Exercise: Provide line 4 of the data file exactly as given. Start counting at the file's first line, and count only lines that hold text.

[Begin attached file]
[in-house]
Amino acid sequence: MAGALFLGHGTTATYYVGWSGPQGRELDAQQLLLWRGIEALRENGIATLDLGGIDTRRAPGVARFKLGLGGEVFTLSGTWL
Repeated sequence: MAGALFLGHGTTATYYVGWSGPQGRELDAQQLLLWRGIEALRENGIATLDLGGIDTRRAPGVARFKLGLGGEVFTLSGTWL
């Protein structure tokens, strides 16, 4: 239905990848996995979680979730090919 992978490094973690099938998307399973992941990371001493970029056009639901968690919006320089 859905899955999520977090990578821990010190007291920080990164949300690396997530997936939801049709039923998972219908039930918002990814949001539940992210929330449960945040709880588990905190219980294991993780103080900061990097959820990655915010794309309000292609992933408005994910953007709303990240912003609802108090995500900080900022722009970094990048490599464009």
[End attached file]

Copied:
């Protein structure tokens, strides 16, 4: 239905990848996995979680979730090919 992978490094973690099938998307399973992941990371001493970029056009639901968690919006320089 859905899955999520977090990578821990010190007291920080990164949300690396997530997936939801049709039923998972219908039930918002990814949001539940992210929330449960945040709880588990905190219980294991993780103080900061990097959820990655915010794309309000292609992933408005994910953007709303990240912003609802108090995500900080900022722009970094990048490599464009």